Vision: Nature Needs Rights -- Why Our Human-Centric Model Will Doom Us and the Rest of the Planet
Continued from previous page
Another example is Payments for Ecological Services (PES), a growing movement endorsed by several major environmental groups, many governments and the private sector, that promotes conservation of natural resources through market mechanisms. "Ecological Services," such as water purification, crop pollination and carbon sequestration, are seen to have a direct dollar benefit to humans; therefore, it is reasoned, it is important to try to put an actual price tag on them. The UN Environment Program has recently done just that, and estimates that ecosystems and the biodiversity that underpins them generate services worth as much as $72 trillion a year - well over the World Gross National Income in 2008 of $58 trillion. The harvest and trade in these "natural capital" services is seen as an integral part of the global economy and so this approach seeks to pull the actual protection of nature into the market economy.
Some PES proponents cite examples that would be well suited to an Earth-centred model. For instance, the U.S. Conservation Reserve Program has for years paid participating farmers to protect their soil and water rather than use harmful chemical pesticides to grow more cash crops. This is not a pure market model, however; rather it is an example of public funds being used to promote diversity and conservation.
But others have a profit model in mind. A market model of PES is an agreement between the "holder" and the "consumer" of an ecosystem service, turning that service into an environmental property right. The consumer pays the holder or owner for protecting the biological diversity of an ecosystem property in accordance with an agreed upon price. Clearly this system privatizes Nature, be it a wetland, lake, forest or mountain, and sets the stage for private accumulation of Nature by those wealthy enough to be able to buy, hoard, sell and trade it. Already, governments and private corporations are studying Public-Private Partnerships to set up lucrative PES projects.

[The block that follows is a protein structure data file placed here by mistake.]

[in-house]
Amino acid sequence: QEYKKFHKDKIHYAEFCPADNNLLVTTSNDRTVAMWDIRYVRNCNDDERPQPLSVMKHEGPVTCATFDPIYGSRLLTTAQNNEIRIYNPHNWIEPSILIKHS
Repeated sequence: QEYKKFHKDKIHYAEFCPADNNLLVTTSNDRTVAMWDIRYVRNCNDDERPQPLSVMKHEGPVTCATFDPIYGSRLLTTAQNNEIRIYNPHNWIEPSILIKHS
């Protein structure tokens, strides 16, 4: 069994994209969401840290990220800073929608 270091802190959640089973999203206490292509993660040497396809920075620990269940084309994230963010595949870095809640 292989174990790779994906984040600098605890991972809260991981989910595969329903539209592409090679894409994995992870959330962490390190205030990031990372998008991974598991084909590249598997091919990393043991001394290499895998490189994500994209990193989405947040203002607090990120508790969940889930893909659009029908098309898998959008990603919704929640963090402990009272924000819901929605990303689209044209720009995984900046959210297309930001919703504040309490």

Similarly, there is a strong trend to turn the world's freshwater supplies into a private commodity in the name of conserving it. By turning water into a tradable market good, the case goes, the natural price of it will skyrocket, leading to its conservation. However, the model being promoted is not charging more properly for the true cost of bringing water services to the public or protecting source water, but for the private accumulation of water assets and the hoarding and trading of water. Water trading is growing around the world. Australia converted its water permits to water property rights, with the result that the government now cannot afford to buy back enough water to save the Murray-Darling water basin. Chile actually holds public water auctions and has sold most of its water rights in the South to a private Spanish company.
As well, in the name of a "blue economy," a number of governments and corporations are using their water resources to promote a water-based high tech industry as an incentive to foreign investment and wealth creation. While there is of course a place for water clean-up technology, it will be a tragedy if governments continue to allow the destruction of source water while promoting profit-making water reuse technologies. Already, utility corporations control drinking water services in many poor communities. Billions in the Global South do not have access to clean water simply because they cannot afford it, and many suffer further from water shortages when bottled water companies get long term extraction rights to local water supplies. When private interests control water sources, public oversight is lost as is the ability to manage and protect watersheds. Privatizing water puts watershed health at risk. Commodifying water renders an Earth-centred vision for watersheds and ecosystems unattainable.